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This chapter is from the book

It is rare for a class to be written perfectly the first time. In most, if not all, situations, things will go wrong. Any designer who does not plan for problems is courting danger.

Assuming that your code has the ability to detect and trap an error condition, you can handle the error in several different ways: On page 223 of their book Java Primer Plus, Tyma, Torok, and Downing state that there are three basic solutions to handling problems that are detected in a program: fix it, ignore the problem by squelching it, or exit the runtime in some graceful manner. On page 139 of their book Object-Oriented Design in Java, Gilbert and McCarty expand on this theme, but add the choice of throwing an exception:

  • Ignore the problem—not a good idea!

  • Check for potential problems and abort the program when you find a problem.

  • Check for potential problems, catch the mistake, and attempt to fix the problem.

  • Throw an exception. (Often this is the preferred way to handle the situation.)

These strategies are discussed in the following sections.

Ignoring the Problem

Simply ignoring a potential problem is a recipe for disaster. And if you are going to ignore the problem, why bother detecting it in the first place? The bottom line is that you should not ignore the problem. The primary directive for all applications is that the application should never crash. If you do not handle your errors, the application will eventually terminate ungracefully or continue in a mode that can be considered an unstable state. In the latter case, you might not even know you are getting incorrect results for some period of time.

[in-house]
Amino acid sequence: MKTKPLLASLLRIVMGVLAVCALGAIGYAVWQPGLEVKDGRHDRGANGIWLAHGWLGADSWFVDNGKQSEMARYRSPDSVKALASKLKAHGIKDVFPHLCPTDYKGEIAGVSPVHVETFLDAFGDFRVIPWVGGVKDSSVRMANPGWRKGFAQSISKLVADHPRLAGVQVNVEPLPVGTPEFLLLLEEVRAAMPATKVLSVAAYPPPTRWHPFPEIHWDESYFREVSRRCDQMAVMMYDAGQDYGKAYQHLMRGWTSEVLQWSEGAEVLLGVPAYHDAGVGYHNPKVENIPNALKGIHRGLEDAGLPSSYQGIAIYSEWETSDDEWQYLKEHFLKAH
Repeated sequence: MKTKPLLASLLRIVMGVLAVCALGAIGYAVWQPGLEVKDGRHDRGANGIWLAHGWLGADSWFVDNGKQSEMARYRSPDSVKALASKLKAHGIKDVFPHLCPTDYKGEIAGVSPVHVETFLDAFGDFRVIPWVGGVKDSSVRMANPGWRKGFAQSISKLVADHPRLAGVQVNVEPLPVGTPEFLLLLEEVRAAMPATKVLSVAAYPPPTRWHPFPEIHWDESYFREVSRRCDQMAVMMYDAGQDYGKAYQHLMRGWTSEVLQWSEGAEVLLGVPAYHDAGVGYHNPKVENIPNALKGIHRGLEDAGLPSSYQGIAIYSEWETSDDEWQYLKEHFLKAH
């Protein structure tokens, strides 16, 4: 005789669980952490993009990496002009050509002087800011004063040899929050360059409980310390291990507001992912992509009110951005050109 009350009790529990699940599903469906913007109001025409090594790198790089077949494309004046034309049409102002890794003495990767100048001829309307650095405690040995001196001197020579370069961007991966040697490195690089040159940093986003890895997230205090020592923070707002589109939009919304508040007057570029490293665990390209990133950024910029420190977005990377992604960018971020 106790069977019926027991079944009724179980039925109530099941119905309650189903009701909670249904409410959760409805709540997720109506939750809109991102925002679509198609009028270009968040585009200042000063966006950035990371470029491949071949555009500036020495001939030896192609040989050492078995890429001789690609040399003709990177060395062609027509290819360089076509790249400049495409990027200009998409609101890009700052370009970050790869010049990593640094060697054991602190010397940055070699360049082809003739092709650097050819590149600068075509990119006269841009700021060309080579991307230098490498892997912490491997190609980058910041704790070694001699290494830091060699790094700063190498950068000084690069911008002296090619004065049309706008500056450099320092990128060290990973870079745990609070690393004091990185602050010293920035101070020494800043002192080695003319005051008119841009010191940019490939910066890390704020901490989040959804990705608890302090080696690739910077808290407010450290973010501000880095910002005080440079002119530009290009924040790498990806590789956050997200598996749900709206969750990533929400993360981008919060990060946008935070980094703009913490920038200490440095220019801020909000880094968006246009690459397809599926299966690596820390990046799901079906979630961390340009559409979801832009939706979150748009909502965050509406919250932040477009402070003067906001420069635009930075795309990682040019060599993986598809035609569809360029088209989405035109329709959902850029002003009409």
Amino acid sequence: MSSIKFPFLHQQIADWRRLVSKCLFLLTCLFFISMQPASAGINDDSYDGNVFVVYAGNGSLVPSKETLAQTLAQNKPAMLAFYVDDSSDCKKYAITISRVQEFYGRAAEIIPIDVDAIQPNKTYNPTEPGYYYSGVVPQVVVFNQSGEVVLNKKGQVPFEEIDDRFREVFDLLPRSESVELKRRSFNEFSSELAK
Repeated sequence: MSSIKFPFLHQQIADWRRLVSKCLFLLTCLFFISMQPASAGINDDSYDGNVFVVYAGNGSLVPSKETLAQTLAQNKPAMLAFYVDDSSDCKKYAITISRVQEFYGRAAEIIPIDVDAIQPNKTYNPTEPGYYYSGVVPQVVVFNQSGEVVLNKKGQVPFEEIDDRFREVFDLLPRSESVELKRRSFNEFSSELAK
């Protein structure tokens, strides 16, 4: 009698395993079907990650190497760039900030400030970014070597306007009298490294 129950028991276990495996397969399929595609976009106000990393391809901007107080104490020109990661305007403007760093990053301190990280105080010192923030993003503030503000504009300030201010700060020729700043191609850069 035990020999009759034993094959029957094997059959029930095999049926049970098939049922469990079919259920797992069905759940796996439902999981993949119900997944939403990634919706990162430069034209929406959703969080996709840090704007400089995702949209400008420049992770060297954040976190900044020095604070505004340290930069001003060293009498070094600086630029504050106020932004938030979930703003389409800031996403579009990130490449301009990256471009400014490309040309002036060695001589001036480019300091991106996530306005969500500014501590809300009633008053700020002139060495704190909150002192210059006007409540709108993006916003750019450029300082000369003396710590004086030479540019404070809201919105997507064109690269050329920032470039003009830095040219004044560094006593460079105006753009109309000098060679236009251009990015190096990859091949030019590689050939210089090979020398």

Checking for Problems and Aborting the Application

If you choose to check for potential problems and abort the application when a problem is detected, the application can display a message indicating that you have a problem. Then the code gracefully exits and the user is left staring at the computer screen, shaking her head and wondering what just happened. Although this is a far superior option to ignoring the problem, it is by no means optimal. However, this does allow the system to clean up things and put itself in a more stable state, such as closing files.

Checking for Problems and Attempting to Recover

Checking for potential problems, catching the mistake, and attempting to recover is a far superior solution than simply checking for problems and aborting. In this case, the problem is detected by the code, and the application attempts to fix itself. This works well in certain situations. For example, consider the following code:

if (a == 0)

c = b/a;

It is obvious that if the if statement is not included in the code and a zero makes its way to the divide statement, you will get a system exception because you cannot divide by zero. By catching the exception and setting a to 1, at least the system will not crash. However, setting a to 1 might not be a proper solution. You might need to prompt the user for the proper input value.

A Mix of Error Handling Techniques

Despite the fact that this type of error handling is not necessarily object-oriented in nature, I believe that it has a valid place in OO design. Throwing an exception (discussed in the next section) can be expensive in terms of overhead. Thus, although exceptions are a great design choice, you will still want to consider other error handling techniques, depending on your design and performance needs.

Although this means of error checking is preferable to the previous solutions, it still has a few potentially limiting problems. It is not always easy to determine where a problem first appears. And it might take a while for the problem to be detected. In any event, it is beyond the scope of this book to explain error handling in great detail. However, it is important to design error handling into the class right from the start.